There are some mild spoilers about Skyfall in this post if you’re sensitive about that stuff.
Skyfall is a great James Bond movie. Sure, it’s action-packed and well-written, and it’s been photographed beautifully, but what makes it truly great is that it’s a story about the character of James Bond, who (as much as I obviously enjoy his series of films) is usually more of an environmental force than a person–he never changes and he never stops. That’s why Bond’s villains and lovers get so much attention, because they’re the only people in his movies who seem to want anything or do anything beyond a stock set of programming. Between this film and Casino Royale, two of the very best Bond films made in the 50 year history of the series have been made in the last few years, and it’s mostly because the character of James Bond is finally on the table.
Whether or not we’re living in a golden age of Bond movies (there is that pesky Quantum of Solace to talk about), we’re definitely at the peak of the pre-credits sequences, and I say that as a guy who went through puberty on the Maurice Binder’s franchise-defining work. But ever since Daniel Kleinman came onto the job for Goldeneye, his work has taken the sequences to such heights that they’re one of the highlights of the experience. And the Skyfall credits are his best work yet. Just look at this piece of art:
There are so many incredible images to unpack in there. It’s the whole movie laid out right in front of you. Some of it is literal, some of it is symbolic, but it’s all right there. And one of my favorite bits was so subtle that it took a few viewings for me to notice it. The whole sequence seems to be pushing forward through a wave of images, and on two occasions the camera zooms in on a manor house with a chunk ripped right out the side of it, and a pair of steely cold eyes staring out.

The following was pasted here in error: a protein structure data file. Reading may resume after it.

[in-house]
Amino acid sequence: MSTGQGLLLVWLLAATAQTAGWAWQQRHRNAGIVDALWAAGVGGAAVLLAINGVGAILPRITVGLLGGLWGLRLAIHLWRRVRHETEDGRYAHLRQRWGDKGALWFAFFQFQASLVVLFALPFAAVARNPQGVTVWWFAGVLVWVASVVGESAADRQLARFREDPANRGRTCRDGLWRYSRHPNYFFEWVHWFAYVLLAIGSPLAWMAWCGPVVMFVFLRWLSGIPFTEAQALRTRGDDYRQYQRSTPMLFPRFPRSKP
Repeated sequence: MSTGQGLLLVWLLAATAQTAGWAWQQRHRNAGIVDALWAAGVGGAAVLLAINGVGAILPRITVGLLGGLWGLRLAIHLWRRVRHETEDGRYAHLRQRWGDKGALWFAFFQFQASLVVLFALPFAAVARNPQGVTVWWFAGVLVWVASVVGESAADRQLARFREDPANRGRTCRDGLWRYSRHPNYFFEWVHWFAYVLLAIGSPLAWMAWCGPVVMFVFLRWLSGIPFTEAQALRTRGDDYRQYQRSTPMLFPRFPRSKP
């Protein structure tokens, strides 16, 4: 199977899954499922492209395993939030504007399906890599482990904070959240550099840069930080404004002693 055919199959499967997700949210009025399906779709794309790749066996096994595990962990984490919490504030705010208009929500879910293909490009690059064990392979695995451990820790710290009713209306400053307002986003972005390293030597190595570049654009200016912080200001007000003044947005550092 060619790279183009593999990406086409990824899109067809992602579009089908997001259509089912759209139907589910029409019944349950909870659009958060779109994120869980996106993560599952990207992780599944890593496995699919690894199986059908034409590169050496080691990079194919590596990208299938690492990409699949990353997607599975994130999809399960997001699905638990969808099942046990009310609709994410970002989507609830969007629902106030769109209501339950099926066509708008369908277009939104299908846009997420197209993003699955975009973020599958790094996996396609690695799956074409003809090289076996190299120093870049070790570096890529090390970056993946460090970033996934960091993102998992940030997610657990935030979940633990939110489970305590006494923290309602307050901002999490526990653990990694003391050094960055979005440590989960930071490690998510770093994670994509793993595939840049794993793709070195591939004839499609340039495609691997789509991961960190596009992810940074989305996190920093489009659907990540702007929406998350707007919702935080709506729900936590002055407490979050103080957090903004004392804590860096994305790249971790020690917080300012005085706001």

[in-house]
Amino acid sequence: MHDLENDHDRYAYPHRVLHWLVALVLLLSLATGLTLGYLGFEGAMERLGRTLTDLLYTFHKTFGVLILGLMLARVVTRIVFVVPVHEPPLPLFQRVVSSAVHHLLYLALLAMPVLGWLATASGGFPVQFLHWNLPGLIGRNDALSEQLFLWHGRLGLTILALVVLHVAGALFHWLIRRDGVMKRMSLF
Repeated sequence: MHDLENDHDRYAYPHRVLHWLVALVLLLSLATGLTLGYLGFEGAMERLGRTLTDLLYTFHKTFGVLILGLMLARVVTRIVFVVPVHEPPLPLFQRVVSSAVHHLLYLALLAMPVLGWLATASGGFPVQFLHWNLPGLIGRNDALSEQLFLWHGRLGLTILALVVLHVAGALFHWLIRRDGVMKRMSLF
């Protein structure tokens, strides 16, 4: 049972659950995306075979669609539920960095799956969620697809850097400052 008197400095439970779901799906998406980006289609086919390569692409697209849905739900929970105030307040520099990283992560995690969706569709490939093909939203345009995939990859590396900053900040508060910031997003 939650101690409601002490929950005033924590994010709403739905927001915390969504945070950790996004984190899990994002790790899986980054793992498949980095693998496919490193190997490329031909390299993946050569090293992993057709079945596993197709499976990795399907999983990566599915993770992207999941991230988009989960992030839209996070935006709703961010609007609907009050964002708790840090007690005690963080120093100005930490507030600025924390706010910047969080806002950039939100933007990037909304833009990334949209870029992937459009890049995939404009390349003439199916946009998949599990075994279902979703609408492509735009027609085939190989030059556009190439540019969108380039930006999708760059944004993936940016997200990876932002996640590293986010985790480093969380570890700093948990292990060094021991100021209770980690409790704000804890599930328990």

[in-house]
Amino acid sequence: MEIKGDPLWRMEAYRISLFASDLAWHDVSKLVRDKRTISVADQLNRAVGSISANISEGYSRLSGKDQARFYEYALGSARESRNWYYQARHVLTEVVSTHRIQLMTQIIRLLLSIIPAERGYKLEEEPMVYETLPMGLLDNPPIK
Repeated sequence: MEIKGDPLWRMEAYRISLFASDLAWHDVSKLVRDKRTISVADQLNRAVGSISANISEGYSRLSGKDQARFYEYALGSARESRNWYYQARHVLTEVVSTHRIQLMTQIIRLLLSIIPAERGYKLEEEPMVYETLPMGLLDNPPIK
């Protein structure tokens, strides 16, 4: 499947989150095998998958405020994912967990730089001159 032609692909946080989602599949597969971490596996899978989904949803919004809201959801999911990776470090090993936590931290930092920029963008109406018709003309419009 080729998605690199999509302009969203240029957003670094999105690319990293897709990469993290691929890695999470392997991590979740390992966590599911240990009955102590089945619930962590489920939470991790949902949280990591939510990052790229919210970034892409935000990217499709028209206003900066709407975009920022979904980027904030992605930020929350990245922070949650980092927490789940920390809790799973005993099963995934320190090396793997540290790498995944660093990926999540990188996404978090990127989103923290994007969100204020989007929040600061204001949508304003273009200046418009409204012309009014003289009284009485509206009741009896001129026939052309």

The first time this happens is around 1:10 on the video. Here’s the shot:
When I first saw those eyes, I didn’t know the context of the image or the manor, but I instantly read those eyes as Daniel Craig’s. They’re a little smoother than Craig’s eyes but, hey, Photoshop. But at the end of the video, at around 3:30, the same image appears…
Except it’s totally not the same image. THIS image is Daniel Craig. Look at those eye jowls! But then who is that in the earlier pic? From the context of the film–it’s revealed that the manor house that appears in the credits is actually Bond’s childhood home–I can only assume that the first picture is actually of Bond as a child. That jibes with what we learn about him in the film, that (again, spoilers) his parents’ death sent him into the walls of the building, literally underground, to hide, and when he returned, his childhood was over. The manor house is both a symbol and a literal location that forges his personality.
And there it is, bam, right in the opening credits. (Also, the credits have a preoccupation with doubles and mirrors, which is a theme that runs throughout the film. This flick was very, very carefully planned.) I’m going to write up Skyfall for the James Bond project when the film hits DVD, but until then, take this as a sign to go hit up the film in theaters and watch this amazing credits sequence on a massive screen with blaring music. I’m going back as soon as I can.